Always make sure your baby is sleeping on his back. This will prevent Sudden Infant Death Syndrome (SIDS).
Monitor the temperature of your baby’s room. You don’t want it too hot or too cold.
Don’t let any sort of smoke enter the room while your baby is sleeping.
Try swaddling your baby. This will help him to feel more secure, and thus able to stay asleep longer.
Never ever ever ever leave your baby alone while he is sleeping, no matter what. This really shouldn’t even need to be said, but I’m saying it anyway.
What Should I Do If My Baby Is Coughing Up Phlegm?
This is very common in babies, and is nothing to worry about as long as it isn’t excessive or green in color. The baby will most likely start to cough up the phlegm on his own. You can help the process along by suctioning out the mouth with a bulb syringe (read: not a vacuum).
If it’s yellowish or whitish in color, then it’s probably just saliva and mucous, and if it comes out in small chunks then it’s probably just mucous. In either of these cases it’s nothing to worry about. If, however, it comes out in long strings that look like little noodles then you probably have a croupy cough and should seek medical attention.
The only other cause for major concern is green mucous or sputum. This could be a sign of an infection or even pneumonia, so you should seek medical attention immediately if this is the case.
What Should I Do If My Baby Won’t Eat?
First of all, babies need to eat every 2 to 3 hours around the clock. This means that if your baby wakes up in the middle of the night to eat, you still need to wake up and provide food. Don’t set an alarm, just make sure you have a watch or phone nearby so you don’t miss the feeding. If you can’t wake up, then someone else will need to get up with baby.
If your baby is taking in less than 80ml per feeding or less than 32ml per pound of body weight in a 24 hour period, seek medical attention. This could be a sign of a medical condition that needs attention.
If your baby is less than 3 months old and not losing weight, then you probably don’t need to seek help since this is normal for this age group. But if your baby is 3 months or older and not gaining weight, then you should seek medical attention since this is also a sign of failure to thrive.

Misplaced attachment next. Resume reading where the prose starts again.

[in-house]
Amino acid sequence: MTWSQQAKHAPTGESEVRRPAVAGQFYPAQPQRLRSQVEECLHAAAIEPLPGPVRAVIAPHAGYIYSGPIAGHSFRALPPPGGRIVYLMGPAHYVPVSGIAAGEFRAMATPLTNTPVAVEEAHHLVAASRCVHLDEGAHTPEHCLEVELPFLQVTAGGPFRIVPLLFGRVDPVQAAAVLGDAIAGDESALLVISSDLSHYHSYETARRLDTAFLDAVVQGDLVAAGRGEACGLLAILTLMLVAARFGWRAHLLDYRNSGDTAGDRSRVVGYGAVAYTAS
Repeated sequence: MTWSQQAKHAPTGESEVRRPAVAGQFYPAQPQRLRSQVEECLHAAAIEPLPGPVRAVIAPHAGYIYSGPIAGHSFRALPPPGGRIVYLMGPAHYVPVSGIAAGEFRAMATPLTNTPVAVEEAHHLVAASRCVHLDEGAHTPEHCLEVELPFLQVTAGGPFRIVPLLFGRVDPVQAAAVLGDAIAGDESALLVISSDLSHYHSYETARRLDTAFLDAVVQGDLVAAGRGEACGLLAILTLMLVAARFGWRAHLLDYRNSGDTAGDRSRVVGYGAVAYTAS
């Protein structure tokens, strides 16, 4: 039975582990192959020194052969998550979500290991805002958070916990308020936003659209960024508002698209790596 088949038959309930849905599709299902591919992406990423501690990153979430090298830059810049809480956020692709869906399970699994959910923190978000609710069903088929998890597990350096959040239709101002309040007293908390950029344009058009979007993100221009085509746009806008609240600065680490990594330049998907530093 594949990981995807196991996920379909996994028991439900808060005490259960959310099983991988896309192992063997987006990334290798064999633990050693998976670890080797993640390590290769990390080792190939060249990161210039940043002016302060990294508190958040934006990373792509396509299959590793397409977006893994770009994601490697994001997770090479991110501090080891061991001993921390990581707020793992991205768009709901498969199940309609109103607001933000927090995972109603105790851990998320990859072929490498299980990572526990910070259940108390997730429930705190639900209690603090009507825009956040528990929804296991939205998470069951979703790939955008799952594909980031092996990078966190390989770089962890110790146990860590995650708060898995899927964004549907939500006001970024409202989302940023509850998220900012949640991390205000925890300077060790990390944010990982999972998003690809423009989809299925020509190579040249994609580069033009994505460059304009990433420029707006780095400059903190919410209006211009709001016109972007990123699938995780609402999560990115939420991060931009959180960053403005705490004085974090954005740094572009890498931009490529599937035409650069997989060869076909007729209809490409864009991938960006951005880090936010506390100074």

Unless there is an emergency (coughing up green sputum, inability to wake baby up, lethargy, apathy, continuous vomiting), the doctor will probably want to see your baby at their clinic within 2 business days.
If you are unable to get in touch with the doctor, and your baby is not gaining weight, then you should go to your local hospital. They will be able to help you figure out the next step.
At the hospital they may draw blood and check things out that the clinic may not have the ability to do. A nurse will probably weigh your baby and measure his/her height and head circumference (this is called a weight check).
If your baby is less than 3 months old and has lost 10% or more of his/her birth weight you will need to receive nutrition through your blood stream (through your veins). If your baby is 3 to 11 months and weighs less than 70% of what he or she should weigh for their age and height, then you could receive nutrition. If your baby is over 12 months and under 2 years and weighs less than 80% of what he or she should weigh, then you could receive nutrition.
Infants who are not receiving nutrition will need to go to the hospital’s Special Care Nursery where they can be checked to see if they have any illnesses causing them to not gain weight. If no medical condition is found, and your baby is 3 months or younger, then they will probably need to start getting nutrition through their blood. If your baby is 4 months or older, they will receive an nutrition intravenously. If your baby is over 6 months and under 1 year then they may receive nutrition through a vein or their gastrointestinal tract (stomach and intestines).
If your baby is 1 year or older, and not receiving nutrition, then they will need to go to the hospital’s Special Care Nursery where they can be checked to see if they have any illnesses causing them to not gain weight. If no medical condition is found, and your baby is 1 year or younger, then they will probably need to start getting nutrition through their blood. If your baby is over 1 year and under 3 years, then they will receive nutrition through a vein or their gastrointestinal tract (stomach and intestines).
Sources & references used in this article:
Intuiting the truth of what’s happening: On Bion’s “Notes on memory and desire” by TH Ogden – The Psychoanalytic Quarterly, 2015 – Wiley Online Library
The usefulness of dreams during pregnancy by SL Ablon – International journal of psycho-analysis, 1994 – pep-web.org
What’s Going on by K Hesse – 2002 – Ernst Klett Sprachen